Oral Surgery Procedures
Wisdom Tooth Removal (3rd Molars)
Wisdom teeth, also known as third molars, are the molars that the furthest back in the upper and lower jaws. The last to develop, if they grow in at all, wisdom teeth usually erupt when you are “older and wiser,” between 16 and 20 years of age. Many times these teeth become “impacted” or trapped in the jaw and will not fully erupt, potentially causing more serious problems.
What problems can wisdom teeth cause?
- Damage to Adjacent Teeth
- Periodontal Bone Loss and Pockets
- Cysts and Tumors
- Jaw Joint (TMJ) Problems
- Crowding or Shifting of Teeth
Not all wisdom teeth have to be removed. Wisdom teeth that have grown fully into the mouth, are surrounding by normal health gum tissues and can be easily cleaned and maintained may not require removal. However, any wisdom teeth, including fully erupted ones, that cannot be maintained should be removed.
At your first appointment, Dr. Johnson will complete a thorough oral examination and review of your current panoramic x-rays (less than one year old) which will allow us to determine if the wisdom teeth should be removed and the timing of their removal. In most cases, In most cases, if wisdom teeth are ready for removal, all should be done at one surgical appointment. If it is determined that surgery is indicated, the procedure will be discussed with you, along with anesthesia choices that are available. After meeting with Dr. Johnson, you will be able to discuss appointments and insurance benefits with a trained staff member.
For more information on wisdom teeth, please visit our page on Wisdom Teeth.
It is estimated by the American Association of Oral and Maxillofacial Surgeons that more than 40 Million American over the age of 55 have lost some or all of their teeth due to decay or periodontal disease. As Americans live longer, many will face years or decades of complete or partial toothlessness. Others, often younger, will lose teeth for the same reasons, or due to traumatic injuries where teeth are knocked out and the surrounding bone is damaged and lost.
Dental implants are metallic devices that replace the roots of missing teeth, so that dental implant crowns or bridges can be placed, or are placed as anchors to support and stabilize loose dentures.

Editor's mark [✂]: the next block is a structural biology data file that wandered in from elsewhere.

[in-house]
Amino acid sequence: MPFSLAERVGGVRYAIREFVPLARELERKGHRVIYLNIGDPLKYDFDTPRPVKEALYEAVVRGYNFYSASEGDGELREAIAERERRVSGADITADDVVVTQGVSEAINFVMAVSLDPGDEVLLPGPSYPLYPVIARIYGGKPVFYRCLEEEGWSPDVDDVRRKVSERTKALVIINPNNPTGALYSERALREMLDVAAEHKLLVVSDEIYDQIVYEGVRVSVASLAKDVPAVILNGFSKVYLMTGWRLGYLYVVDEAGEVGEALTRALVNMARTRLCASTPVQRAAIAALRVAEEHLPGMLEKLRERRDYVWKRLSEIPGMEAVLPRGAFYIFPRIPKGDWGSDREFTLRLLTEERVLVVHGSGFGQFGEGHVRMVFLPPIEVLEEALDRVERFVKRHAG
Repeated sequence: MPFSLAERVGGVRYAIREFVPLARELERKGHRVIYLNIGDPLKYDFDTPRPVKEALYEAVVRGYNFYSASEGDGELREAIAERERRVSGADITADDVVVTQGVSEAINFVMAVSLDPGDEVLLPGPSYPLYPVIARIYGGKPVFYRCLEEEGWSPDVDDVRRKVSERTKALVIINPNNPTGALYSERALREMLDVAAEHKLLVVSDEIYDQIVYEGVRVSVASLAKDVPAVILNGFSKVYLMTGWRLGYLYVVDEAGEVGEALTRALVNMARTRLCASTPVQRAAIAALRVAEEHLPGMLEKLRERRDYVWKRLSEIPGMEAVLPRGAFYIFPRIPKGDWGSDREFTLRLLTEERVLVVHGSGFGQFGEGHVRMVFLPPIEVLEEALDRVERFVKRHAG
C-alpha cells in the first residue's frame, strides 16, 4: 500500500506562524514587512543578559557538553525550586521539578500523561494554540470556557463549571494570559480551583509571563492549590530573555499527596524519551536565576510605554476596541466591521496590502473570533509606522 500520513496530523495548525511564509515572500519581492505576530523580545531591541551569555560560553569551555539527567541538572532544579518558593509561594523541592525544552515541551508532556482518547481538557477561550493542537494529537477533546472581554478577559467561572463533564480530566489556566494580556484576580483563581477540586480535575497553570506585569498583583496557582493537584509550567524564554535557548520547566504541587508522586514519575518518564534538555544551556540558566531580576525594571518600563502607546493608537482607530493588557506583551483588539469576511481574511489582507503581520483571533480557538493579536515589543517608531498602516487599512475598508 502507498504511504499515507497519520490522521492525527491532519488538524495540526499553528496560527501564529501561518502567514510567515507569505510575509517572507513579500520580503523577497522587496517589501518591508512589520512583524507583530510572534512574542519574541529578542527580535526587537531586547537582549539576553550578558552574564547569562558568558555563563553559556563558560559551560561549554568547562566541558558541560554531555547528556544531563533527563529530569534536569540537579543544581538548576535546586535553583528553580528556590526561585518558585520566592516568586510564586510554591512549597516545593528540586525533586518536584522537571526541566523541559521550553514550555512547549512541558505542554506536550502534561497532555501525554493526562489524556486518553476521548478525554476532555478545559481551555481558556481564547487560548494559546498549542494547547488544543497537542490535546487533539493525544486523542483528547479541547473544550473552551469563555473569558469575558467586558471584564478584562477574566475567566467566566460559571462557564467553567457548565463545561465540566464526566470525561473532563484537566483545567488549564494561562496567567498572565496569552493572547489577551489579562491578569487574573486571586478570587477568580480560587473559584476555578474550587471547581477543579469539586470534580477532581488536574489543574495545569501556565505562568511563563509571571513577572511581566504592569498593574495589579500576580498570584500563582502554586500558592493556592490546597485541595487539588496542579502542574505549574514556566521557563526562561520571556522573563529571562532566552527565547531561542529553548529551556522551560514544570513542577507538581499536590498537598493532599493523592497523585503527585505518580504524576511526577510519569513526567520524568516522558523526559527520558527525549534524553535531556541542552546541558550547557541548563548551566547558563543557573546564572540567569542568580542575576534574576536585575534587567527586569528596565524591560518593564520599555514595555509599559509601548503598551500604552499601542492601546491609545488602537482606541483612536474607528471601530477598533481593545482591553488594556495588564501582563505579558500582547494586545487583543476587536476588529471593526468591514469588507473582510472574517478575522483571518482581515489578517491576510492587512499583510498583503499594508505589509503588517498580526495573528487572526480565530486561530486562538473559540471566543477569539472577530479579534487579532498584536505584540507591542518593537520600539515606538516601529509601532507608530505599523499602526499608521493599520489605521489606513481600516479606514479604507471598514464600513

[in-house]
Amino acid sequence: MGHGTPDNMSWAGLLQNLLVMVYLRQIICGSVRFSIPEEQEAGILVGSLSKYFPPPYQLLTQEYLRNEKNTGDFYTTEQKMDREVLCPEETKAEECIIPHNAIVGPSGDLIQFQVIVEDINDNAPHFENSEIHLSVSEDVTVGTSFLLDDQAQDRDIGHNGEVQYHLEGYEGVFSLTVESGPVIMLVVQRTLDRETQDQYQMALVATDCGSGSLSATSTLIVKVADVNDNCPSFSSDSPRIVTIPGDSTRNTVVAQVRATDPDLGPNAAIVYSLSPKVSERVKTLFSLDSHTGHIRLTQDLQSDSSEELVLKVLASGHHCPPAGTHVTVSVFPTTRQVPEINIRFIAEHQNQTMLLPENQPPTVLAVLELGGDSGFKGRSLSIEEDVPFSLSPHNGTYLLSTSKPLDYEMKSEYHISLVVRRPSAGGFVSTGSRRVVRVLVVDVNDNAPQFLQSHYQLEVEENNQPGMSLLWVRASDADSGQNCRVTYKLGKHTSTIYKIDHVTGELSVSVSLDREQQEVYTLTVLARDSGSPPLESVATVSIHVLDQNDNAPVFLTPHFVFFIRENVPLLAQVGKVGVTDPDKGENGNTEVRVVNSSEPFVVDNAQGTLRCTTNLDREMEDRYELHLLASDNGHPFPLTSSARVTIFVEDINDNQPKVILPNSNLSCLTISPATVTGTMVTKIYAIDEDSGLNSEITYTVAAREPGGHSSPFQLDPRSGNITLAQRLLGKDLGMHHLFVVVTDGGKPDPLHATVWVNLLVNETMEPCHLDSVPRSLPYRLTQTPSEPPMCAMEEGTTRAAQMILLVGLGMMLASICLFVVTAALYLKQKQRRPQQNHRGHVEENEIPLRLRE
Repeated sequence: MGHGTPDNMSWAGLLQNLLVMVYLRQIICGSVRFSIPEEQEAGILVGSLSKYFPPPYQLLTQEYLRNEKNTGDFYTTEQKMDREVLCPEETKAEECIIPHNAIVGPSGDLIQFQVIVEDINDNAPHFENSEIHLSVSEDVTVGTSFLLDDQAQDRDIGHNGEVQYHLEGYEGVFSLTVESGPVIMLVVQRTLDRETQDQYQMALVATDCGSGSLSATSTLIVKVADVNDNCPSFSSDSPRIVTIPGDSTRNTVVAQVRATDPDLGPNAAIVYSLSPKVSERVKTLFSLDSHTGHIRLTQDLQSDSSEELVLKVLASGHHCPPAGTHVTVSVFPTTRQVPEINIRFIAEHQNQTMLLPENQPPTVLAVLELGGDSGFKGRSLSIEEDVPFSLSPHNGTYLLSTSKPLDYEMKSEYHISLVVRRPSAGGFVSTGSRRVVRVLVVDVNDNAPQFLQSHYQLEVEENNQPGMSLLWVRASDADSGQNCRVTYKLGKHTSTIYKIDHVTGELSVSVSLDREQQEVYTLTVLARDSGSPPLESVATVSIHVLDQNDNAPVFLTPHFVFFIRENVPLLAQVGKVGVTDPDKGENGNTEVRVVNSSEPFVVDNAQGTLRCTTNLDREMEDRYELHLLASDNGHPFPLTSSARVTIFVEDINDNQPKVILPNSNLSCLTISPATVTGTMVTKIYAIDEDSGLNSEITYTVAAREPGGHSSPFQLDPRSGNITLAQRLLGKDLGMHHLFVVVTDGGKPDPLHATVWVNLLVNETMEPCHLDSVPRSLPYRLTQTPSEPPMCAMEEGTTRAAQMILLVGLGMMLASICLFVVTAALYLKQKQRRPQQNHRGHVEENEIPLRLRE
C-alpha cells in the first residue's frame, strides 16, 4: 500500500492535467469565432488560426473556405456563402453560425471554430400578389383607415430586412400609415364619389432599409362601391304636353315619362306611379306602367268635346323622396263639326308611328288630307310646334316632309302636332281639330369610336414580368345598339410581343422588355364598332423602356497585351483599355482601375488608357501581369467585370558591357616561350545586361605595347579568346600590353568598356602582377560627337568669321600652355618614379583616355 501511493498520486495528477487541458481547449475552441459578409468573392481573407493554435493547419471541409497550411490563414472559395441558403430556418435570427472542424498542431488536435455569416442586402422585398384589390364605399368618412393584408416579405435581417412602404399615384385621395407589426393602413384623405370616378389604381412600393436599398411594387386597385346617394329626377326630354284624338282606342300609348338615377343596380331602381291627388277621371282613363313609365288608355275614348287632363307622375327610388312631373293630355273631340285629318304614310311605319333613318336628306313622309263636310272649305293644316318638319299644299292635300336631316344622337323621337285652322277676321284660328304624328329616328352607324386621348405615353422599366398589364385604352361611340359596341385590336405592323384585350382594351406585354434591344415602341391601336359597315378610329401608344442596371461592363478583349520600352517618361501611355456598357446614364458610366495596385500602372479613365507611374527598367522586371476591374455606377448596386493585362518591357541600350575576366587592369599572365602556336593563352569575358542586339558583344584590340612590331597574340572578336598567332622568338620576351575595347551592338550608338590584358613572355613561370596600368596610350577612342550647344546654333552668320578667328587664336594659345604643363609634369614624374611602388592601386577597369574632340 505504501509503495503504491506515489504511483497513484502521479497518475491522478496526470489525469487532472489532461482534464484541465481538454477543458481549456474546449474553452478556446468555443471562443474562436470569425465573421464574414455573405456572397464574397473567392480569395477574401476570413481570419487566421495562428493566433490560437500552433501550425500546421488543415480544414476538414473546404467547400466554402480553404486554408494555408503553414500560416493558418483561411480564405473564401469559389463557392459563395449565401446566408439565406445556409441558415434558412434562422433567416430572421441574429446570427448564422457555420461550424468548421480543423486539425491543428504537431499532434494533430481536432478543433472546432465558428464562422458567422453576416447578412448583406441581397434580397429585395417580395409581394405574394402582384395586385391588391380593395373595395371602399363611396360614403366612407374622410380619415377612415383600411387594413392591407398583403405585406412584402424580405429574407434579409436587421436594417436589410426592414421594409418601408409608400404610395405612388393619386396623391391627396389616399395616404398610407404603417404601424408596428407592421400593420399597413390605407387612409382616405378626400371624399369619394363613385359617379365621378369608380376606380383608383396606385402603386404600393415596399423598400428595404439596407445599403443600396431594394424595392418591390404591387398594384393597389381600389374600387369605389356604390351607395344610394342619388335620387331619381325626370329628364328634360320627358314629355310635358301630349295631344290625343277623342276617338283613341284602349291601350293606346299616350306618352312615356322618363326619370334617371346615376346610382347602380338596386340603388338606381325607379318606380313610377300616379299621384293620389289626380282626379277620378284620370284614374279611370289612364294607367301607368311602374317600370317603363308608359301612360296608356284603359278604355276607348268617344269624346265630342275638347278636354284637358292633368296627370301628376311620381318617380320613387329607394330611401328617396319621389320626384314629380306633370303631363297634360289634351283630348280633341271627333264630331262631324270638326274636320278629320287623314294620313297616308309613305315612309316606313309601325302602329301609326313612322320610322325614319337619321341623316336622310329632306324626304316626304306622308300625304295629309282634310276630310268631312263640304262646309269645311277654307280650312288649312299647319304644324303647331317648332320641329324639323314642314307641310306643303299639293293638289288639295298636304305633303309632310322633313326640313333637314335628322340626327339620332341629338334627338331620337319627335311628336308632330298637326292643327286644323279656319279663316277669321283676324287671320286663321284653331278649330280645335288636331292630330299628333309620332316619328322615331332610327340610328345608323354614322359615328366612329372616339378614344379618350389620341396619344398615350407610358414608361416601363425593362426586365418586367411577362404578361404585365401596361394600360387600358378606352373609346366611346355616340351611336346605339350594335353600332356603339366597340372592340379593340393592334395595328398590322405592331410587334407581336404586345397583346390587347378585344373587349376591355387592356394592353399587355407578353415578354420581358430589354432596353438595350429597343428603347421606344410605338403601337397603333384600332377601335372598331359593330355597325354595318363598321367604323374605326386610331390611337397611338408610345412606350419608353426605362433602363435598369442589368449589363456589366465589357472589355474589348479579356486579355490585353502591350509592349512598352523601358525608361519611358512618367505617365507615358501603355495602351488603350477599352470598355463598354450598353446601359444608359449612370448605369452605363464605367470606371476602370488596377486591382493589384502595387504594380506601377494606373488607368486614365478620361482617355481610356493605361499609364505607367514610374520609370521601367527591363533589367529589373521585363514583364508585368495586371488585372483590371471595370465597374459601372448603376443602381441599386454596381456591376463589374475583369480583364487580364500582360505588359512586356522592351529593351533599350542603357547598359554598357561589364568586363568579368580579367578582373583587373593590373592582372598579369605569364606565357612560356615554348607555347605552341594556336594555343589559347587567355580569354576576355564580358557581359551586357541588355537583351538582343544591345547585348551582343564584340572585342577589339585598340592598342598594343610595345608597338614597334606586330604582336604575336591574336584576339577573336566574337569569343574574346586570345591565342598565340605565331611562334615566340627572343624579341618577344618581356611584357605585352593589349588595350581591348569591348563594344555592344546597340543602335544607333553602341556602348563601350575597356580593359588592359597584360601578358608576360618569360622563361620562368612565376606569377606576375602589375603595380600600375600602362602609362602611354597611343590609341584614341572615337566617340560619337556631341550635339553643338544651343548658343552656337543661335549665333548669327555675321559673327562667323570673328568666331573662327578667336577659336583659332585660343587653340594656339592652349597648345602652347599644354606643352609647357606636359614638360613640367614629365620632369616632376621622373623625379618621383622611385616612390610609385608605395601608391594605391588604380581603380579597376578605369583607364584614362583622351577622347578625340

Dental implants are usually manufactured from a medical grade space-age metal called titanium, which heals very well when placed in human tissues. In addition to being used in dental implants, titanium is used in the manufacture of such devices as hip, knee and other joint replacements, bone plates, and some artificial heart valves. There are many types and brands of dental implants available, so it is important to choose an implant that is manufactured by a reputable company, and that has a design and surface quality that encourages healing.
After being placed in the jaw bones in a very precise, implants heal by a process called OSSEOINTEGRATION. This means that the specially designed porous surface of the implant and the nature of titanium allow it to actually attract bone forming cells to shift from the jaw bone into the implant itself, forming bone that anchors the implant in place. In most cases, this requires several months of healing prior to placement of crowns, bridges or dentures.
For more information, please visit our Dental Implants page.
Impacted Tooth & Tooth Exposure
An impacted tooth is a tooth that is growing in the jaw in such a way that it is trapped and can not grow in and be a functional tooth. The most commonly impacted tooth is the wisdom tooth, but any other tooth in the mouth can develop as an impacted one, including eye teeth (cuspids), bicuspids and lower 12 year molars are the next most common.
To correct impacted teeth, there are a few treatment options. For impacted wisdom teeth, the most common procedure is extraction. For impacted canine teeth, several treatment modalities are available. Orthodontics (braces) can be used to open space for proper eruption. Primary (baby) teeth can either be extracted or surgically exposed to allow for the placement of an orthodontic bracket to help align the teeth.
- Impacted teeth are classified according to the position of the crown in the bone and into 4 main categories:
- Soft Tissue: A tooth covered by gum tissue, and positioned so that they can not grow in.